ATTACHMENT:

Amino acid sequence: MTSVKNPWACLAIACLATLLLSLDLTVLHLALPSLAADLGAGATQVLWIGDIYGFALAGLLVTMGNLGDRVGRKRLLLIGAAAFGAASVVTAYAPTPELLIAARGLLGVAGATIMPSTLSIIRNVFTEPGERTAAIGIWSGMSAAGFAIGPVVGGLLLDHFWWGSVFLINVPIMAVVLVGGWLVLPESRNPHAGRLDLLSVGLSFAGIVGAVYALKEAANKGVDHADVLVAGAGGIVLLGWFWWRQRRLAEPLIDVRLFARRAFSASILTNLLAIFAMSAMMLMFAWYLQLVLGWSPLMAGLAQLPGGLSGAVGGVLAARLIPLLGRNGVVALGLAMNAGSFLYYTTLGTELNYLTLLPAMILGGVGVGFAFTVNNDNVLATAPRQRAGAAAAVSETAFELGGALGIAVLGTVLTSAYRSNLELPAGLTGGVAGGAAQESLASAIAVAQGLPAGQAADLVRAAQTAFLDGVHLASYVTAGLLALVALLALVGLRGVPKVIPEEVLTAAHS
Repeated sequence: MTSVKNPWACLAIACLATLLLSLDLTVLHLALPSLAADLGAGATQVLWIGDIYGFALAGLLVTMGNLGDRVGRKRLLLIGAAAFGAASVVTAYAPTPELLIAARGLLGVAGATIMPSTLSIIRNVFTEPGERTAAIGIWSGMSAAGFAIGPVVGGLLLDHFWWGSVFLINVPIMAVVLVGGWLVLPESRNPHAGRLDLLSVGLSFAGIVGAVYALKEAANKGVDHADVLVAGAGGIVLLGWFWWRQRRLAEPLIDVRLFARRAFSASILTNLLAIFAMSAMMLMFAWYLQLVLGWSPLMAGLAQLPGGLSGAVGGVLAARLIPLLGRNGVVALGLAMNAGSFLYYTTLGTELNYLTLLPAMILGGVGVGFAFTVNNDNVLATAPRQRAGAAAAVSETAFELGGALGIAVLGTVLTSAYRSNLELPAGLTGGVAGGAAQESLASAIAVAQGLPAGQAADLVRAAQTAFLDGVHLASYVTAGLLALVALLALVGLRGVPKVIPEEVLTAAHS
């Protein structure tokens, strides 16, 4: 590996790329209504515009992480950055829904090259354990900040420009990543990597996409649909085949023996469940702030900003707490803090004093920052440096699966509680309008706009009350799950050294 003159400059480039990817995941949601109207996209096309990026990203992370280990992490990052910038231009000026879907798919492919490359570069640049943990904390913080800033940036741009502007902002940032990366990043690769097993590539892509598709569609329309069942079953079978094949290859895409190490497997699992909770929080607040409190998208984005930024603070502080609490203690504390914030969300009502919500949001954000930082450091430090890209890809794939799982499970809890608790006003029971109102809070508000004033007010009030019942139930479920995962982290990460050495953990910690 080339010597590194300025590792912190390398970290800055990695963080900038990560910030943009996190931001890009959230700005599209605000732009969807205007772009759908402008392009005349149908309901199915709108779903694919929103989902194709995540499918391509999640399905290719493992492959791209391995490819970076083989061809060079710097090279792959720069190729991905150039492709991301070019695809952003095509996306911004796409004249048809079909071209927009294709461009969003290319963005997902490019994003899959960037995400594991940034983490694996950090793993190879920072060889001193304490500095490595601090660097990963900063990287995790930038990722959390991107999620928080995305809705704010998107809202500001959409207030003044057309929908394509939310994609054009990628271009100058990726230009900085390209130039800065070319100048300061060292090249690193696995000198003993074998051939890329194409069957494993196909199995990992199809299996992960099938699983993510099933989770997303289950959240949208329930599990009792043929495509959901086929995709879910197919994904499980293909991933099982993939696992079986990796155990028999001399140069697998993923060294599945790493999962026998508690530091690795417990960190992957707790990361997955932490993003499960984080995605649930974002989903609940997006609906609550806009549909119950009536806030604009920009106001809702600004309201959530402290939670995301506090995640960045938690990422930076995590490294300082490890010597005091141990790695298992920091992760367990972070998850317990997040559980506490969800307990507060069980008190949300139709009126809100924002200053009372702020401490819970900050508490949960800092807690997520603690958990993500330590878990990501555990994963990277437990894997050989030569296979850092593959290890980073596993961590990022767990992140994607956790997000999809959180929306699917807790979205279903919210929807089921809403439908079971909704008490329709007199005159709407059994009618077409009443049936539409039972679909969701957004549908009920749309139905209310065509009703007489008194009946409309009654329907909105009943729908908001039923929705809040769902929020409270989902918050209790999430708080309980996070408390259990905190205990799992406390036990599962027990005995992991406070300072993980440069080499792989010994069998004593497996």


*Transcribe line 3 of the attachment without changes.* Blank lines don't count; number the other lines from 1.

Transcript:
């Protein structure tokens, strides 16, 4: 590996790329209504515009992480950055829904090259354990900040420009990543990597996409649909085949023996469940702030900003707490803090004093920052440096699966509680309008706009009350799950050294 003159400059480039990817995941949601109207996209096309990026990203992370280990992490990052910038231009000026879907798919492919490359570069640049943990904390913080800033940036741009502007902002940032990366990043690769097993590539892509598709569609329309069942079953079978094949290859895409190490497997699992909770929080607040409190998208984005930024603070502080609490203690504390914030969300009502919500949001954000930082450091430090890209890809794939799982499970809890608790006003029971109102809070508000004033007010009030019942139930479920995962982290990460050495953990910690 080339010597590194300025590792912190390398970290800055990695963080900038990560910030943009996190931001890009959230700005599209605000732009969807205007772009759908402008392009005349149908309901199915709108779903694919929103989902194709995540499918391509999640399905290719493992492959791209391995490819970076083989061809060079710097090279792959720069190729991905150039492709991301070019695809952003095509996306911004796409004249048809079909071209927009294709461009969003290319963005997902490019994003899959960037995400594991940034983490694996950090793993190879920072060889001193304490500095490595601090660097990963900063990287995790930038990722959390991107999620928080995305809705704010998107809202500001959409207030003044057309929908394509939310994609054009990628271009100058990726230009900085390209130039800065070319100048300061060292090249690193696995000198003993074998051939890329194409069957494993196909199995990992199809299996992960099938699983993510099933989770997303289950959240949208329930599990009792043929495509959901086929995709879910197919994904499980293909991933099982993939696992079986990796155990028999001399140069697998993923060294599945790493999962026998508690530091690795417990960190992957707790990361997955932490993003499960984080995605649930974002989903609940997006609906609550806009549909119950009536806030604009920009106001809702600004309201959530402290939670995301506090995640960045938690990422930076995590490294300082490890010597005091141990790695298992920091992760367990972070998850317990997040559980506490969800307990507060069980008190949300139709009126809100924002200053009372702020401490819970900050508490949960800092807690997520603690958990993500330590878990990501555990994963990277437990894997050989030569296979850092593959290890980073596993961590990022767990992140994607956790997000999809959180929306699917807790979205279903919210929807089921809403439908079971909704008490329709007199005159709407059994009618077409009443049936539409039972679909969701957004549908009920749309139905209310065509009703007489008194009946409309009654329907909105009943729908908001039923929705809040769902929020409270989902918050209790999430708080309980996070408390259990905190205990799992406390036990599962027990005995992991406070300072993980440069080499792989010994069998004593497996």